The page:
Lymphadenopathy is common and usually not clinically important in and of itself. However, it can represent serious underlying disease. The challenge for clinicians is to avoid aggressive evaluation and biopsy of most children, while making timely, specific diagnoses when appropriate. This topic will provide guidelines for evaluating peripheral lymphadenopathy in children. The guidelines are intended to supplement clinical judgment in the absence of research that directly addresses how children with unexplained lymphadenopathy should be evaluated. The causes of peripheral lymphadenopathy and cervical lymphadenitis in children are discussed separately. (See "Peripheral lymphadenopathy in children: Etiology" and "Cervical lymphadenitis in children: Etiology and clinical manifestations".)
The causes and evaluation of peripheral lymphadenopathy in adults also are discussed separately. (See "Evaluation of peripheral lymphadenopathy in adults".)
Overview — The cause of lymphadenopathy often is obvious after a complete history and physical examination. Important aspects of the history and examination include symptoms and signs suggestive of infection and/or systemic disease, and the location, size, consistency, fixation, and tenderness of the lymph nodes.
For most children seen in primary care settings, lymphadenopathy is self-limited and does not require laboratory diagnosis. In contrast, prompt and extensive evaluation may be warranted for children seen in referral centers, especially those with rapidly changing nodes and other worrisome symptoms and signs. Laboratory testing can be used to confirm a diagnosis that is suspected on the basis of the history and physical examination (eg, throat culture for group A streptococcal pharyngitis, heterophile antibodies or specific titers for Epstein-Barr virus or cytomegalovirus mononucleosis, serology for Bartonella henselae for cat scratch disease). For cases in which the lymphadenopathy remains unexplained after the initial history, examination, and laboratory tests, additional laboratory tests and lymph node biopsy may be necessary (algorithm 1 and algorithm 2 and algorithm 3 and algorithm 4).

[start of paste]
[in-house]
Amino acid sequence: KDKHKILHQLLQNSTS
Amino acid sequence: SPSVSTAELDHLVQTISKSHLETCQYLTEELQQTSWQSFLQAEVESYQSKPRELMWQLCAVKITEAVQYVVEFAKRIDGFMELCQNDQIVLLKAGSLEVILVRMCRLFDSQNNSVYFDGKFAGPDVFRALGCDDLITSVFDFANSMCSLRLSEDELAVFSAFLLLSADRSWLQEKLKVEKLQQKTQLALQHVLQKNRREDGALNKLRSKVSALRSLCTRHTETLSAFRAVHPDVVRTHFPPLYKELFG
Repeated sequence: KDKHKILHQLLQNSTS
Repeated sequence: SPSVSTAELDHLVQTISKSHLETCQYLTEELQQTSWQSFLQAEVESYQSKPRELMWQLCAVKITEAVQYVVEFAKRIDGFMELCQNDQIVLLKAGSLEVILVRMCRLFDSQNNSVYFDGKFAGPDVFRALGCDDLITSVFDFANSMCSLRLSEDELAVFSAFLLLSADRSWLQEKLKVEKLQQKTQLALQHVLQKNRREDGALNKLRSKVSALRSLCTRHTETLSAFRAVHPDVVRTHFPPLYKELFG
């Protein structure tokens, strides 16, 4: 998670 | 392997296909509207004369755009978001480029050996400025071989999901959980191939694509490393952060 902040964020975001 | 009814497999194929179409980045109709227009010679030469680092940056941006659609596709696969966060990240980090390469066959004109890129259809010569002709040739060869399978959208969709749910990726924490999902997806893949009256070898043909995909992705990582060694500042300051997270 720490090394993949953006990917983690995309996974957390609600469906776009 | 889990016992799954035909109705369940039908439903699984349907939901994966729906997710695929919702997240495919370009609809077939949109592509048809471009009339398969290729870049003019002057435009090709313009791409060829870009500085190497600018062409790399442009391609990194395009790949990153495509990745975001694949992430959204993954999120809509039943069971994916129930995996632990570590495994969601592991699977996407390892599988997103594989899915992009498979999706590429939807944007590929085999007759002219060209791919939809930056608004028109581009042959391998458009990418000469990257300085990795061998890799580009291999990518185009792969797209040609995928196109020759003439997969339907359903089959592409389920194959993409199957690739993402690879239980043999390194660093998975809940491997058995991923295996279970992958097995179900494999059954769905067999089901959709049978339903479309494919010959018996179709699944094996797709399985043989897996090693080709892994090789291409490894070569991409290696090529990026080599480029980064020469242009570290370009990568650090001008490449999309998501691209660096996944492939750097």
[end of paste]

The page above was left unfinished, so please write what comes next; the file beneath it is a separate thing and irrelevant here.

Treatment with glucocorticoids must be avoided before a definitive diagnosis is made. Glucocorticoid treatment could mask or delay the histologic diagnosis of leukemia or lymphoma. Glucocorticoids typically are used during the induction phase of chemotherapy for these disorders, and patients who are pre-treated are assigned to a higher risk category or may be ineligible for a clinical trial. (See "Overview of the treatment of acute lymphoblastic leukemia in children and adolescents" and "Overview of Hodgkin lymphoma in children and adolescents".)